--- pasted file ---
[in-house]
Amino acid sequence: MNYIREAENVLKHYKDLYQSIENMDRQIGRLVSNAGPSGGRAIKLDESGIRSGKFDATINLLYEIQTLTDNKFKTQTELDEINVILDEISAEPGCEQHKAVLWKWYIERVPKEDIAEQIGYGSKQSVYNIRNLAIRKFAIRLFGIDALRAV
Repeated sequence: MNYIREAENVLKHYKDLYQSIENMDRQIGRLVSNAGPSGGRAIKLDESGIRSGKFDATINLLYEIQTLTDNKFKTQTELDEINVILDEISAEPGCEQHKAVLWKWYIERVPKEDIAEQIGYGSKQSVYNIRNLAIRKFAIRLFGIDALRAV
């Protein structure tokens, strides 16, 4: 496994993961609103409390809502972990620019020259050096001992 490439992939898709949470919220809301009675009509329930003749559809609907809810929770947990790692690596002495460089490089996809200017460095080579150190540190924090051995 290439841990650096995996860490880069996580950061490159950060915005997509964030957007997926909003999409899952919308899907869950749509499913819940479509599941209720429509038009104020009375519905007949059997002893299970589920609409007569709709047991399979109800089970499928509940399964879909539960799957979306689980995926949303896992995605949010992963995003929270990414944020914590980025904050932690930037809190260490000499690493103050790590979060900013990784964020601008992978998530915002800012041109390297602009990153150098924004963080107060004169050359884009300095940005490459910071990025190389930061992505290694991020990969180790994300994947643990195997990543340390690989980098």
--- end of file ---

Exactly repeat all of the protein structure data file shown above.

[in-house]
Amino acid sequence: MNYIREAENVLKHYKDLYQSIENMDRQIGRLVSNAGPSGGRAIKLDESGIRSGKFDATINLLYEIQTLTDNKFKTQTELDEINVILDEISAEPGCEQHKAVLWKWYIERVPKEDIAEQIGYGSKQSVYNIRNLAIRKFAIRLFGIDALRAV
Repeated sequence: MNYIREAENVLKHYKDLYQSIENMDRQIGRLVSNAGPSGGRAIKLDESGIRSGKFDATINLLYEIQTLTDNKFKTQTELDEINVILDEISAEPGCEQHKAVLWKWYIERVPKEDIAEQIGYGSKQSVYNIRNLAIRKFAIRLFGIDALRAV
């Protein structure tokens, strides 16, 4: 496994993961609103409390809502972990620019020259050096001992 490439992939898709949470919220809301009675009509329930003749559809609907809810929770947990790692690596002495460089490089996809200017460095080579150190540190924090051995 290439841990650096995996860490880069996580950061490159950060915005997509964030957007997926909003999409899952919308899907869950749509499913819940479509599941209720429509038009104020009375519905007949059997002893299970589920609409007569709709047991399979109800089970499928509940399964879909539960799957979306689980995926949303896992995605949010992963995003929270990414944020914590980025904050932690930037809190260490000499690493103050790590979060900013990784964020601008992978998530915002800012041109390297602009990153150098924004963080107060004169050359884009300095940005490459910071990025190389930061992505290694991020990969180790994300994947643990195997990543340390690989980098």